I’m assuming most TWN readers have seen this before:
Iraq is and will continue to be about 90 percent of the foreign policy conversation in this campaign (still not happy about that). And right now, much of the Iraq debate has revolved around redeployment details: who, how many, how fast, etc. It’s a debate over tactics, albeit one with huge consequences, but it is not the kind of debate over the U.S. role in the world that the country needs.
John McCain’s pronouncement that he’d be ok with a U.S. military presence in Iraq for 100 (1,000…10,000…etc.) years could change all that. So far, some of McCain’s critics have tried to fit this comment into the narrow “withdrawal” debate, suggesting that what he really means is that he’d be fine with no redeployments and perpetual war. That’s not what McCain said at this New Hampshire town hall meeting — but then again, he may hold that belief since neither he nor anyone else has given us any reason to believe that things will change in Iraq if we “stay the course,” so it’s a fair inference on the part of these critics.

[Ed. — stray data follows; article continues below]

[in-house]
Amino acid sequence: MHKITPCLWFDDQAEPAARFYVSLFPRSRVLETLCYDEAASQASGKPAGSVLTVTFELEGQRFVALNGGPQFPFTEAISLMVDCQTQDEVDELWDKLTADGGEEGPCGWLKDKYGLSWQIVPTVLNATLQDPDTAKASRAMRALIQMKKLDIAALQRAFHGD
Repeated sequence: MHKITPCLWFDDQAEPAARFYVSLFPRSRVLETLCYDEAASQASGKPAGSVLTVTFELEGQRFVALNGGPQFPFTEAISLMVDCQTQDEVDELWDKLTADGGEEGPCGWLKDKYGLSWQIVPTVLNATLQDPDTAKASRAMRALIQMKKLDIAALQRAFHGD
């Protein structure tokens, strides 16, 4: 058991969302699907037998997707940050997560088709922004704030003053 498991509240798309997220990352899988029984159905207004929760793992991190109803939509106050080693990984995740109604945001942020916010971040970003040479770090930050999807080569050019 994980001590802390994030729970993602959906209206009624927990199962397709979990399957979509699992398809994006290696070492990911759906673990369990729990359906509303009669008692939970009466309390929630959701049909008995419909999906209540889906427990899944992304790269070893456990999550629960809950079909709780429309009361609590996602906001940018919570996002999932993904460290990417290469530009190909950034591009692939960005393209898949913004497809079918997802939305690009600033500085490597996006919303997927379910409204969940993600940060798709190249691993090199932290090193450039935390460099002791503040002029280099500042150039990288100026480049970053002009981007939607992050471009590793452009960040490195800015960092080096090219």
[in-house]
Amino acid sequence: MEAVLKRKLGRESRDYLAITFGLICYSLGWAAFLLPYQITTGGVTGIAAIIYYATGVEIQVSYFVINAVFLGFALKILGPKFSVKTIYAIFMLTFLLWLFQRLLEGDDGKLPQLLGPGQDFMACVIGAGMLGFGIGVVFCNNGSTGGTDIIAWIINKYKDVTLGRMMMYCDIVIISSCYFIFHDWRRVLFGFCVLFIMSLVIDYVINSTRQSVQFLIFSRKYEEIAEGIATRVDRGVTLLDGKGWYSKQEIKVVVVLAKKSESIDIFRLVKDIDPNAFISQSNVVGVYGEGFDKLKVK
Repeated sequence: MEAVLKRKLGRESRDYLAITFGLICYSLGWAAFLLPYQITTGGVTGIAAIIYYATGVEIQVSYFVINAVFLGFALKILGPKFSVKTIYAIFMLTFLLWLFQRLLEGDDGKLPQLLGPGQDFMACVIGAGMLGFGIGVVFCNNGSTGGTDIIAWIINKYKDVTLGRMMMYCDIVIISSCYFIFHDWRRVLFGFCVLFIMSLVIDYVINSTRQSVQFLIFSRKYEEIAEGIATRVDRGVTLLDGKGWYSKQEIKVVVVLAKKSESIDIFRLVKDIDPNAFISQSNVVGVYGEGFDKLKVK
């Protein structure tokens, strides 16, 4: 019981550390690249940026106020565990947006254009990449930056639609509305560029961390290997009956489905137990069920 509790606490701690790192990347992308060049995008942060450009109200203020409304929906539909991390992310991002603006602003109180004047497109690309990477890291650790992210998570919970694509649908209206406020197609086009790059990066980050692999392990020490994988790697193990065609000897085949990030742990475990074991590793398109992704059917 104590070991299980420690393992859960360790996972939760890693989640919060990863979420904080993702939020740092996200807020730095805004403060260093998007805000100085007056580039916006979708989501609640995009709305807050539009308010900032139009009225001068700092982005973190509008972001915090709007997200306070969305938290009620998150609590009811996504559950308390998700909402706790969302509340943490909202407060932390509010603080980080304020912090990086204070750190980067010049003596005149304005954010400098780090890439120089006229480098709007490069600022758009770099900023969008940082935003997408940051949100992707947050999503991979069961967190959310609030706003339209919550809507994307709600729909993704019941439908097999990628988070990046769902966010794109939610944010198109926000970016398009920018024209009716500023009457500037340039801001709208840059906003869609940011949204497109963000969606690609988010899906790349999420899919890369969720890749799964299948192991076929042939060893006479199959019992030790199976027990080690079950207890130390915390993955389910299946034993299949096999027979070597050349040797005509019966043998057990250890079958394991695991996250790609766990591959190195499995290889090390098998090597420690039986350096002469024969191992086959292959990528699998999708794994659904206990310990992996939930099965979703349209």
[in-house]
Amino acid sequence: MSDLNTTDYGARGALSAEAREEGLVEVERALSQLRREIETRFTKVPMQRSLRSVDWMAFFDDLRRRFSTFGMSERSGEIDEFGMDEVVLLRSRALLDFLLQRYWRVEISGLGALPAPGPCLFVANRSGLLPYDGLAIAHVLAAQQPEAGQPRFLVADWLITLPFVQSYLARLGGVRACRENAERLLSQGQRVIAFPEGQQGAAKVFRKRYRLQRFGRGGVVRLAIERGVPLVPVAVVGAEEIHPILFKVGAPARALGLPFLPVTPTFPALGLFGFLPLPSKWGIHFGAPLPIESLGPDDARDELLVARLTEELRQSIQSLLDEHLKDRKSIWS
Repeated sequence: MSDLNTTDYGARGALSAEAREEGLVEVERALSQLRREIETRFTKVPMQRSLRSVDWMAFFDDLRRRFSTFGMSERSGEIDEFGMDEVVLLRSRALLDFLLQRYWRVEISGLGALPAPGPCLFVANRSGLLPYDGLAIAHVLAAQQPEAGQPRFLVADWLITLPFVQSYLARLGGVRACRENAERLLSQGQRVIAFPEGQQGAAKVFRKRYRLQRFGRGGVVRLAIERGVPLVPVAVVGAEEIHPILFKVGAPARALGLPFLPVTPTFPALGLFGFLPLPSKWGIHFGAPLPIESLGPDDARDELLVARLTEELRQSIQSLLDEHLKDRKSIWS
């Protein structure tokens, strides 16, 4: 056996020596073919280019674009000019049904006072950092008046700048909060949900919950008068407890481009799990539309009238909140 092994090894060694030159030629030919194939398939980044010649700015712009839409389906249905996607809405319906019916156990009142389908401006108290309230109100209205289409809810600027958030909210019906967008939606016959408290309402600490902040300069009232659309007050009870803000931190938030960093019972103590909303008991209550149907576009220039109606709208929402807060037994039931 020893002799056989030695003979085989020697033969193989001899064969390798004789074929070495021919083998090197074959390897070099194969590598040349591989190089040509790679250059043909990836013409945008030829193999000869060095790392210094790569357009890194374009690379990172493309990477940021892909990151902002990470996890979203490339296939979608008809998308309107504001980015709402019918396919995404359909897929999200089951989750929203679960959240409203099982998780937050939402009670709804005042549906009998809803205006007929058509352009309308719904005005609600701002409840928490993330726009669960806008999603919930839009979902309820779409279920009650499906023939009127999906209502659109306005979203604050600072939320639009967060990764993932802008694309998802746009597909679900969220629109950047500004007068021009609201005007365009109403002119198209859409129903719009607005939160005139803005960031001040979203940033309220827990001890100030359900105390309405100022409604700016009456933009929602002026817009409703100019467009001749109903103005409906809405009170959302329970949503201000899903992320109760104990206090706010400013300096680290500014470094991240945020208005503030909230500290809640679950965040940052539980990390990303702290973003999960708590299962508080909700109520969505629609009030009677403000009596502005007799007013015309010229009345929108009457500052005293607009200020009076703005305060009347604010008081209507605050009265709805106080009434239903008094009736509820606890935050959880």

More important is what McCain actually did mean: that the U.S. should maintain a military presence in Iraq not only as long as it takes to end hostilities, but long after hostilities have ended. Iraq will not be anything like Japan, Germany or South Korea in the foreseeable future. Given the events of the past five years, the Iraqi population simply will not tolerate a permanent U.S. military presence, especially if large-scale violence has ended. McCain is seeing things through a 20th century prism that minimizes the costs and sometimes destabilizing effects of projecting U.S. military power around the world.
Democrats and moderate Republicans should engage on this point with every bit as much fervor as they engage on the withdrawal debate. The case needs to be made that there are costs to overdeploying the U.S. military and that alternative sources of power — international laws, institutions and diplomacy — can fill the gap. This is one answer — though certainly not the only one — to the question of how to make the Iraq debate about something bigger that I hope Matt Yglesias’s book will help to address.
There’s no need to use the “100 years” quote to paint the man into a corner and portray him as a proponent of perpetual war (even though he may in fact be one). His argument is wrong on its face and needs to be dealt with head on.
— Scott Paul